Bunge recently made a big investment in APP. Can you tell me about that and the impact it’s had? 

Bunge approached us nearly two years ago and was looking at opportunities within the alternative protein market. Given that they’re a large provider of soy protein and other commodities, like us, they saw the opportunity in plant protein and heavily invested in growing out their supply chains.

They knocked on our door, and at the time, we weren’t really looking for a partner; however, over a 12 month period, we got to know them and their strategy. They brought a supply chain and downstream distribution that we didn't have as a smaller company. They also had the application development expertise and consumer base so they were able to take our products through the global market, which works well for us. So, they’ve come on board as a partner, and now we’re building global markets in conjunction with them.

They’re excited about the quality that we produce and the scalability of our process, which is really key when you’re talking about a process that can be capital intensive. It has to be scalable and efficient for you to be able to make the right price in the market.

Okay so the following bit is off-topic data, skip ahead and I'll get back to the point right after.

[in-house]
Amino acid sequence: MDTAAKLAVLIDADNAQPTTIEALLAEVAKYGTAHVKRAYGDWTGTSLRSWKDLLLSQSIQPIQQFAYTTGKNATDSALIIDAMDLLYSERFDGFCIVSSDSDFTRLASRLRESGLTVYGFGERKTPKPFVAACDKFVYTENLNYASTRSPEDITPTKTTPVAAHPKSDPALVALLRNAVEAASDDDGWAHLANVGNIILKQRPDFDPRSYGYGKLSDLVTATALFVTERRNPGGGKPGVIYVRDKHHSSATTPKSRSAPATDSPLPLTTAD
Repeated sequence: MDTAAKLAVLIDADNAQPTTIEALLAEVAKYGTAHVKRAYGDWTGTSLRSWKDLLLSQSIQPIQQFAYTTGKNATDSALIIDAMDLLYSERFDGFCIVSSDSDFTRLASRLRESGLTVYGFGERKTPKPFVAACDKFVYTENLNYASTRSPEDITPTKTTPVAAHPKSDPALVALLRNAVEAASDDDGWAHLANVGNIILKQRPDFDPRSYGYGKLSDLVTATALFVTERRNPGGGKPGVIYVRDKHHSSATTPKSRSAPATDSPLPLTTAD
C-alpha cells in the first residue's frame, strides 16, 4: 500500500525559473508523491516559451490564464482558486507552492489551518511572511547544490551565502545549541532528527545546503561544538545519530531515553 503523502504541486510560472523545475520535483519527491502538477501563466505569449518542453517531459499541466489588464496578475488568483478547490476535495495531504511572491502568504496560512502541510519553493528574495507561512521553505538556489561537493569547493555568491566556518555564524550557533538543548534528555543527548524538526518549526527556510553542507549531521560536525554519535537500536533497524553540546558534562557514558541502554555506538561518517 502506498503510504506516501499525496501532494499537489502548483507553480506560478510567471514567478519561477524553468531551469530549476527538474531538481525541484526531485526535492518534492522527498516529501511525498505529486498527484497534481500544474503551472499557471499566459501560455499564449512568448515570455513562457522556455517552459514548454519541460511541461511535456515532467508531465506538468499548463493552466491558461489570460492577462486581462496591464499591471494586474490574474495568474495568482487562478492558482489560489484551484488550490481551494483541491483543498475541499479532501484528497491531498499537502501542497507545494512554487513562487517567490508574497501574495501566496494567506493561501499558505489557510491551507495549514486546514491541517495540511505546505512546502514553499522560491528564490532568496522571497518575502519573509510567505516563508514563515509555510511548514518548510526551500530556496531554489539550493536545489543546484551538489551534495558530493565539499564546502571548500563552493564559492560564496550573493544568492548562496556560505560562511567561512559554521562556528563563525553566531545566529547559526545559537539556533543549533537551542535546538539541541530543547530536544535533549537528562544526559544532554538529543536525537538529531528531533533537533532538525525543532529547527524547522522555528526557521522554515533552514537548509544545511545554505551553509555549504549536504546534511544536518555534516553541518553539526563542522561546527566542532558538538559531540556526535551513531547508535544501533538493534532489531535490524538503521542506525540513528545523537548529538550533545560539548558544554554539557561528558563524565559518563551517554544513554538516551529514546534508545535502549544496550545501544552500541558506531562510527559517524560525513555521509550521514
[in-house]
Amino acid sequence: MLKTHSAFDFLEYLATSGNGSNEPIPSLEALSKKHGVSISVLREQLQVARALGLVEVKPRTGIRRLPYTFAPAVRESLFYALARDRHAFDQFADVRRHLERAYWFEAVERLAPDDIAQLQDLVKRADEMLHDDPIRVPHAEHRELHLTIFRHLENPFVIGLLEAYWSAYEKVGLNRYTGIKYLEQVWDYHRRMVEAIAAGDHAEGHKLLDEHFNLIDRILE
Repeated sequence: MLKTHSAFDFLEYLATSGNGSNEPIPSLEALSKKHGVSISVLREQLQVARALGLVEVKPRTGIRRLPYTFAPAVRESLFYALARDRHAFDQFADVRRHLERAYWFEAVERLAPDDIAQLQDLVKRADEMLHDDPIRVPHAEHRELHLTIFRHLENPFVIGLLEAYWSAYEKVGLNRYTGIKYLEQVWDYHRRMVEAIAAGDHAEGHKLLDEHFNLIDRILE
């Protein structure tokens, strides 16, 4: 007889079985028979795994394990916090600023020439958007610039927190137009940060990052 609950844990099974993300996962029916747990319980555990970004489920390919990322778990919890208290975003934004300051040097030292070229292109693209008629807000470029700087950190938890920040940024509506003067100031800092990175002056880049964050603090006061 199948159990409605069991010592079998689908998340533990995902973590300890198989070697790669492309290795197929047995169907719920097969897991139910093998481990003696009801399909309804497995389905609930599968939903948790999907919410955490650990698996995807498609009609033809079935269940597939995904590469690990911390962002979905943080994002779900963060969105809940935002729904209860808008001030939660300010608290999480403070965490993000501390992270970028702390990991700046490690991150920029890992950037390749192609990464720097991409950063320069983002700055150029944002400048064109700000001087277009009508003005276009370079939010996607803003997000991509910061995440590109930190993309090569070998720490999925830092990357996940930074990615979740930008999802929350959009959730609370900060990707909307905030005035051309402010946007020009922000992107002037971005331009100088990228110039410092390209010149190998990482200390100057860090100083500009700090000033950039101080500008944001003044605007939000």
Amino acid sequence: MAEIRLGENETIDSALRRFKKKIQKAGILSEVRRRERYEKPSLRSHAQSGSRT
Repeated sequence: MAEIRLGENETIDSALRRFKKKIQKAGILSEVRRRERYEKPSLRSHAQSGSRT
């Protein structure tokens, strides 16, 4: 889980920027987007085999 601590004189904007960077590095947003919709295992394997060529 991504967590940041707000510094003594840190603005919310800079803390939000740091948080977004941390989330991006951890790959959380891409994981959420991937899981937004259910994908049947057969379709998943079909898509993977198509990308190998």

Sustainability is a key part of your business. Can you tell me about that and how you’ll maintain this as you grow?

We started from a good point because we’ve got a really sustainable crop. It’s a dry-land crop that doesn't rely on irrigation, and it puts nitrogen back into the soil. So, that puts us ahead of the game. On top of that, what we do here is fully recycle our water. As it’s a wet process, it’s important we recycle water back to the point that we can reuse it and then just top it up with additional water.

We’re also looking at renewable energy solutions, which, as we build our footprint, we’ll be able to incorporate into our drying technology and the like. Australia is growing its renewable energy reserves and that will factor into our ability to create a completely carbon-neutral footprint into the future, which is where we’re heading.

We’re very mindful that our customers are aware of the carbon footprint of their food and we’ll work within whatever boundaries we can so that we can contribute positively to that.

The movement towards more alternative proteins is really growing. What part do pulses have to play here, and what are your projections going forward?